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NJ Fishing Report

November 7, 2018

November should be one to remember for many reasons. First off, blackfish season amps up to a 5 fish limit at 15-inch minimum size on November 16th to December 31st. Add to that the black sea bass season is now officially open as of November 1st until December 31st with a 15 fish bag limit at 13-inch minimum size. And for the real kicker, the Fall Run of striped bass will be hitting its peak all throughout the entire month, with scattered bluefish and weakfish schools spicing up the mix.  October still had water temperatures up to 72 degrees, so we may have a delayed run all around this November, which could mean a long-lasting fishery on all fronts throughout the end of the year. Whatever the case, you do not want to miss November’s bounty. Keep the boat in the water until the end of the year, because I have a good feeling Jersey anglers are going to be in for one heck of a Fall Run finish!

A steady stream of porgies sat on the Coast Guard rockpiles inside Raritan Bay for most of last month, as anglers dropped clam and worm bits off the rocks to pull on double digit catches, which also included some good numbers of triggerfish. At the Rip, false albacore schools sticking on the seam during the outgoing tides while anglers whip out Hogy Epoxy jigs for reel-screaming runs. A welcomed show of weakfish snuck into the scene with 4 to 6 pounders being taken during the night hours on sandworms and thin rubber baits in areas such as Flynn’s Knoll and the Raritan Reach. That fishery may just continue on through the month if we get lucky. Now for the main game. Striped bass should already be laying thick inside the R-Bay, with schools being found anywhere from all the way off the Ammo Pier, Chapel Hill Channel, 9 and 10 Buoys, out to Romer Shoal and the Sticks. It all depends where the bait schools are, usually in the form of bunker, sand eels and rainfish at this time of year. Prepare yourself with metal jigs such as Crippled Herrings, Avas, and Deadly Dicks to drop on the schools and reel them in at a moderate pace up the water column to get struck by stripers. As always, striper chasers can also opt to drag Mojo balls, Stretch plugs and umbrella tube rigs all throughout the bay to intercept feeding striper schools.

Northern Coast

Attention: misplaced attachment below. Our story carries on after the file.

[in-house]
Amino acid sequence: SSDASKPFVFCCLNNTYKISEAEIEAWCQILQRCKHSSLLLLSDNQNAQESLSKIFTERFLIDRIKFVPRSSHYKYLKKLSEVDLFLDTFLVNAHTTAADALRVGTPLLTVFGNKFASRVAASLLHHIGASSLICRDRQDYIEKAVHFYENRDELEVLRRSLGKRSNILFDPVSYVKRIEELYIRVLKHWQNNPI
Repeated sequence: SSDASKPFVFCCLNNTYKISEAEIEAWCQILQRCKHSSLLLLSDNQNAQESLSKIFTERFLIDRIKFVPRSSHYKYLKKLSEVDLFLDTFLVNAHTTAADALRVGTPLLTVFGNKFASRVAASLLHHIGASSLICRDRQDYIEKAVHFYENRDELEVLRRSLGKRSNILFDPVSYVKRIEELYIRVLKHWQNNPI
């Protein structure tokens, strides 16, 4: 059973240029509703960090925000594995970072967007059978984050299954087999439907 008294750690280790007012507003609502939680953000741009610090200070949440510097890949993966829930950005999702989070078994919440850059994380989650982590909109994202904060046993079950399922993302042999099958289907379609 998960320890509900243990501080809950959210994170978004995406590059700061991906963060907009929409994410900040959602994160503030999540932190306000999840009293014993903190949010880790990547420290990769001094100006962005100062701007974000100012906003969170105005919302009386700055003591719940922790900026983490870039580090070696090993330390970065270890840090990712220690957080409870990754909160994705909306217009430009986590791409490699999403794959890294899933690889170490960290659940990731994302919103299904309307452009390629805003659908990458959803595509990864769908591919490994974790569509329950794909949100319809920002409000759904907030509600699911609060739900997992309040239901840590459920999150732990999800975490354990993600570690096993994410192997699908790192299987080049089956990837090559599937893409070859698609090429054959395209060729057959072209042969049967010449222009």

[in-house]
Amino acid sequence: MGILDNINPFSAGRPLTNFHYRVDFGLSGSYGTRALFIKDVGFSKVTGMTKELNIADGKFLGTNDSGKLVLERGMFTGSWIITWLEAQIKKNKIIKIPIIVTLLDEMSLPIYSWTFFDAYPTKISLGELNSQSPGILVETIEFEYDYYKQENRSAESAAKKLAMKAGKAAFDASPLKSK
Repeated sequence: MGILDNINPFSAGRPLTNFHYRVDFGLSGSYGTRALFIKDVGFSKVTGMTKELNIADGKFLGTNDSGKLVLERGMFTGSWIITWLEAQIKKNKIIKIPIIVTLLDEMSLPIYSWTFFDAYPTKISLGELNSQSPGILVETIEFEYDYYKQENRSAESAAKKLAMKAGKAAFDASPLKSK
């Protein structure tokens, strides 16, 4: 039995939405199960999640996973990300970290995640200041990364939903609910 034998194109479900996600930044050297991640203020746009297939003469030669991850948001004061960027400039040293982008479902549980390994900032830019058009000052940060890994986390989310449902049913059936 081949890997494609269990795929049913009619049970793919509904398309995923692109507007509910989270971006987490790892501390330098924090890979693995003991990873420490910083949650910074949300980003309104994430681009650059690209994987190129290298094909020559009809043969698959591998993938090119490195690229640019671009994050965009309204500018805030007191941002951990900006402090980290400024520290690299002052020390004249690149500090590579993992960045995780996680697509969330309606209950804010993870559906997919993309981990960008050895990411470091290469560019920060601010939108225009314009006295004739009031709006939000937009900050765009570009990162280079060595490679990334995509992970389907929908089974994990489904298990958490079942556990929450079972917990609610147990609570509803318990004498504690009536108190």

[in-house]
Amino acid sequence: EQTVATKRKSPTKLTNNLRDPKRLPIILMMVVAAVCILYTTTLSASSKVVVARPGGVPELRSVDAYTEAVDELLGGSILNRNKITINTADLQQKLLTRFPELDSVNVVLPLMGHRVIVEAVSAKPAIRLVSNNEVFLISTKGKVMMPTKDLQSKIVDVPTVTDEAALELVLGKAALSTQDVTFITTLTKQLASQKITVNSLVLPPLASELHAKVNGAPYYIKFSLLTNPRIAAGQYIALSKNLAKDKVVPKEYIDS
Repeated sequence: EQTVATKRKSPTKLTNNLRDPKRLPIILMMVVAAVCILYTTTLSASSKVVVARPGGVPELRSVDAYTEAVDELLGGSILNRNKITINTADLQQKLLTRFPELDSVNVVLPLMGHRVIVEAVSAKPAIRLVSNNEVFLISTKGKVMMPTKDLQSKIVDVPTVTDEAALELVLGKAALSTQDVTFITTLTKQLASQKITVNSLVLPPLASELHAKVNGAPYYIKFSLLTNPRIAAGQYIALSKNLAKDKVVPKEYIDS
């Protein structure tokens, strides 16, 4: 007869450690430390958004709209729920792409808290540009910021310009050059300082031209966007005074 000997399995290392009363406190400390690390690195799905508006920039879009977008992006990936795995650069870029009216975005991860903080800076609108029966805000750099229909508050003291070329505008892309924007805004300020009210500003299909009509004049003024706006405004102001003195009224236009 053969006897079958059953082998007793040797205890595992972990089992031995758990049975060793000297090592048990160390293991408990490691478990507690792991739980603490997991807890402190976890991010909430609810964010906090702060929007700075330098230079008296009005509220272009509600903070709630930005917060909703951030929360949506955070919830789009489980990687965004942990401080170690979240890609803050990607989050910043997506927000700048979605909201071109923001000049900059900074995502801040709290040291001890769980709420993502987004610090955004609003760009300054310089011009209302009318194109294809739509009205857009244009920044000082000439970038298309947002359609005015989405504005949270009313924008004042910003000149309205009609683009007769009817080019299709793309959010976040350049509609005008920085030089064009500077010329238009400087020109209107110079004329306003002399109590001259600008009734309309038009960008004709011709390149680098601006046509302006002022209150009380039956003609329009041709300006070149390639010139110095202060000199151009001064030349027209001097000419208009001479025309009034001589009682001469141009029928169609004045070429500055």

Wreck fishing should really be gaining some steam heading into November. Mud Hole area wrecks such as the Oil Wreck, Arundo and Lillian should be covered up with slab porgies up to 14 inches long as they colonize the rockpiles and low-lying structures. Simple clam bits on snelled #1 size hooks are best equipped to handle the rat-tat-tat hits from poke chops. Blackfish aficionados will be working over the 40 to 70 foot depths to stick some tog with green crabs, fished on the half shell with or without the legs on. You have to feel out the bite with blackies, sometimes they want the legs on, othertimes, a clean leg-free bait. And always crush the top shell or take it off so tog really get a good whiff of the greenies scent. My bets would be to hit the Sea Girt Reef, Shark River Reef and Klondike areas to scratch out a bite. Now, for the striper run. Early in the month, stripers will just really begin to filter in the area, with packs of bass following sand eel and bunker schools. More often than not, the bait gets trapped alongside the rock jetties in Asbury Park, Deal, Spring Lake and Long Branch. Early morning hours you can cast 3-ounce poppers and wooden swimmers around the jetty tips to pull out bass in the 15 to 25-pound bracket. Trophy hunters will snag n drop big bunker as well as troll around with Maja bunker spoons in order to target 30 to 50-pound class bass. With sea bass season wide open, boxer fish over the 13-inch minimum should be holding strong at local spots like 17 Fathoms, the Farms and the Rattlesnake areas, though depending on how quick the water temps drop, they may also move off further into the 15 mile wrecks areas of 120 feet and over. Try by starting in 75 to 100 feet, then work your way out from there if the bite is sour to find where the majority of the fish have migrated to.